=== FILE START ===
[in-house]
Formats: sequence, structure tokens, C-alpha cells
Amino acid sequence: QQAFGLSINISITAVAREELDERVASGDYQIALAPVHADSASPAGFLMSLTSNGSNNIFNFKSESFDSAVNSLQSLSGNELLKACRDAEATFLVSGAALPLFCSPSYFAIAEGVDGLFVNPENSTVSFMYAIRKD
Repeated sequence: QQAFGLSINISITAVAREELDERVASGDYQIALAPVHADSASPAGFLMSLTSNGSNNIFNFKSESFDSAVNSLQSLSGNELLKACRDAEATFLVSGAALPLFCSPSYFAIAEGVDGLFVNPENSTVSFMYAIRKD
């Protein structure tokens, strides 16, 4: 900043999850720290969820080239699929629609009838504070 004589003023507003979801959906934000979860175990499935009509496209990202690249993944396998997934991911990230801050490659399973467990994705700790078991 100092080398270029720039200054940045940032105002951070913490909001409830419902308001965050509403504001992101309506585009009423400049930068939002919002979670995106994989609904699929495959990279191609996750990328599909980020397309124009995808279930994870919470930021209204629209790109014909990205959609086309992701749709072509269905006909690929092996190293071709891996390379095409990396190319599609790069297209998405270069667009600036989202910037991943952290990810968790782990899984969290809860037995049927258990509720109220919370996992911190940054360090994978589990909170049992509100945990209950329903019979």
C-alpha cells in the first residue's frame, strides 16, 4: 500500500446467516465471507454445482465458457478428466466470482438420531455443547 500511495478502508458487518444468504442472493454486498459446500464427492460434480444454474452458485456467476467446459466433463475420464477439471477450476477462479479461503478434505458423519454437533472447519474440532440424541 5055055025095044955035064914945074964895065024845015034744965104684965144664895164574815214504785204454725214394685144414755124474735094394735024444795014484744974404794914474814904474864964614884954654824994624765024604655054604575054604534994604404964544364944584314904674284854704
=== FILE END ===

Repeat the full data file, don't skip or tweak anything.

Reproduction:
[in-house]
Formats: sequence, structure tokens, C-alpha cells
Amino acid sequence: QQAFGLSINISITAVAREELDERVASGDYQIALAPVHADSASPAGFLMSLTSNGSNNIFNFKSESFDSAVNSLQSLSGNELLKACRDAEATFLVSGAALPLFCSPSYFAIAEGVDGLFVNPENSTVSFMYAIRKD
Repeated sequence: QQAFGLSINISITAVAREELDERVASGDYQIALAPVHADSASPAGFLMSLTSNGSNNIFNFKSESFDSAVNSLQSLSGNELLKACRDAEATFLVSGAALPLFCSPSYFAIAEGVDGLFVNPENSTVSFMYAIRKD
């Protein structure tokens, strides 16, 4: 900043999850720290969820080239699929629609009838504070 004589003023507003979801959906934000979860175990499935009509496209990202690249993944396998997934991911990230801050490659399973467990994705700790078991 100092080398270029720039200054940045940032105002951070913490909001409830419902308001965050509403504001992101309506585009009423400049930068939002919002979670995106994989609904699929495959990279191609996750990328599909980020397309124009995808279930994870919470930021209204629209790109014909990205959609086309992701749709072509269905006909690929092996190293071709891996390379095409990396190319599609790069297209998405270069667009600036989202910037991943952290990810968790782990899984969290809860037995049927258990509720109220919370996992911190940054360090994978589990909170049992509100945990209950329903019979």
C-alpha cells in the first residue's frame, strides 16, 4: 500500500446467516465471507454445482465458457478428466466470482438420531455443547 500511495478502508458487518444468504442472493454486498459446500464427492460434480444454474452458485456467476467446459466433463475420464477439471477450476477462479479461503478434505458423519454437533472447519474440532440424541 5055055025095044955035064914945074964895065024845015034744965104684965144664895164574815214504785204454725214394685144414755124474735094394735024444795014484744974404794914474814904474864964614884954654824994624765024604655054604575054604534994604404964544364944584314904674284854704